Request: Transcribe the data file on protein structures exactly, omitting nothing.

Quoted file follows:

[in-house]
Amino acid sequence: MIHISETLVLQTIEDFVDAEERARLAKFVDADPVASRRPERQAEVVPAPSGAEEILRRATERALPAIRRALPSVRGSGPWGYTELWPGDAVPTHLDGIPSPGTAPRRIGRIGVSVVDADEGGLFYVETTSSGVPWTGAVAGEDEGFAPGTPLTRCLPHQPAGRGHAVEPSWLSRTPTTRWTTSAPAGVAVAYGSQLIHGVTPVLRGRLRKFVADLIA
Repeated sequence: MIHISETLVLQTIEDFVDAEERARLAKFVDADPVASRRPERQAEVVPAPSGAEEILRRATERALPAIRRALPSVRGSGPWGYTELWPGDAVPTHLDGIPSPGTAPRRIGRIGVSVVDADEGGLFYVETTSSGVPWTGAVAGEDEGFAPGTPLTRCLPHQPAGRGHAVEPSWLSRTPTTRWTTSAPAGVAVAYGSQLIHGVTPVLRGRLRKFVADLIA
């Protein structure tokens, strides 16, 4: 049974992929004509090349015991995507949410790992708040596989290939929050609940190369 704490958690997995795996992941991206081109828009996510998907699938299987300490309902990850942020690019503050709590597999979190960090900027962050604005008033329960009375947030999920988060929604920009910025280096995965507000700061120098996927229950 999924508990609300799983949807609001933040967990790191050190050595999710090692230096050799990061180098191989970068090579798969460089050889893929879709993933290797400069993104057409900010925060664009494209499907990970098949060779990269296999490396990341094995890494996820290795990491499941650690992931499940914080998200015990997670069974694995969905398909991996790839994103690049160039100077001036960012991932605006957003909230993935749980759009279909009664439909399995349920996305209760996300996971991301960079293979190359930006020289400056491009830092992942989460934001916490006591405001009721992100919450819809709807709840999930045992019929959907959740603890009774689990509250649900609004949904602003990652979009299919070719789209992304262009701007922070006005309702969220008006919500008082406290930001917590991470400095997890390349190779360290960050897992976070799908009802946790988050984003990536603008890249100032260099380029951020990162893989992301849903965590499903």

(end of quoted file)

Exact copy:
[in-house]
Amino acid sequence: MIHISETLVLQTIEDFVDAEERARLAKFVDADPVASRRPERQAEVVPAPSGAEEILRRATERALPAIRRALPSVRGSGPWGYTELWPGDAVPTHLDGIPSPGTAPRRIGRIGVSVVDADEGGLFYVETTSSGVPWTGAVAGEDEGFAPGTPLTRCLPHQPAGRGHAVEPSWLSRTPTTRWTTSAPAGVAVAYGSQLIHGVTPVLRGRLRKFVADLIA
Repeated sequence: MIHISETLVLQTIEDFVDAEERARLAKFVDADPVASRRPERQAEVVPAPSGAEEILRRATERALPAIRRALPSVRGSGPWGYTELWPGDAVPTHLDGIPSPGTAPRRIGRIGVSVVDADEGGLFYVETTSSGVPWTGAVAGEDEGFAPGTPLTRCLPHQPAGRGHAVEPSWLSRTPTTRWTTSAPAGVAVAYGSQLIHGVTPVLRGRLRKFVADLIA
């Protein structure tokens, strides 16, 4: 049974992929004509090349015991995507949410790992708040596989290939929050609940190369 704490958690997995795996992941991206081109828009996510998907699938299987300490309902990850942020690019503050709590597999979190960090900027962050604005008033329960009375947030999920988060929604920009910025280096995965507000700061120098996927229950 999924508990609300799983949807609001933040967990790191050190050595999710090692230096050799990061180098191989970068090579798969460089050889893929879709993933290797400069993104057409900010925060664009494209499907990970098949060779990269296999490396990341094995890494996820290795990491499941650690992931499940914080998200015990997670069974694995969905398909991996790839994103690049160039100077001036960012991932605006957003909230993935749980759009279909009664439909399995349920996305209760996300996971991301960079293979190359930006020289400056491009830092992942989460934001916490006591405001009721992100919450819809709807709840999930045992019929959907959740603890009774689990509250649900609004949904602003990652979009299919070719789209992304262009701007922070006005309702969220008006919500008082406290930001917590991470400095997890390349190779360290960050897992976070799908009802946790988050984003990536603008890249100032260099380029951020990162893989992301849903965590499903």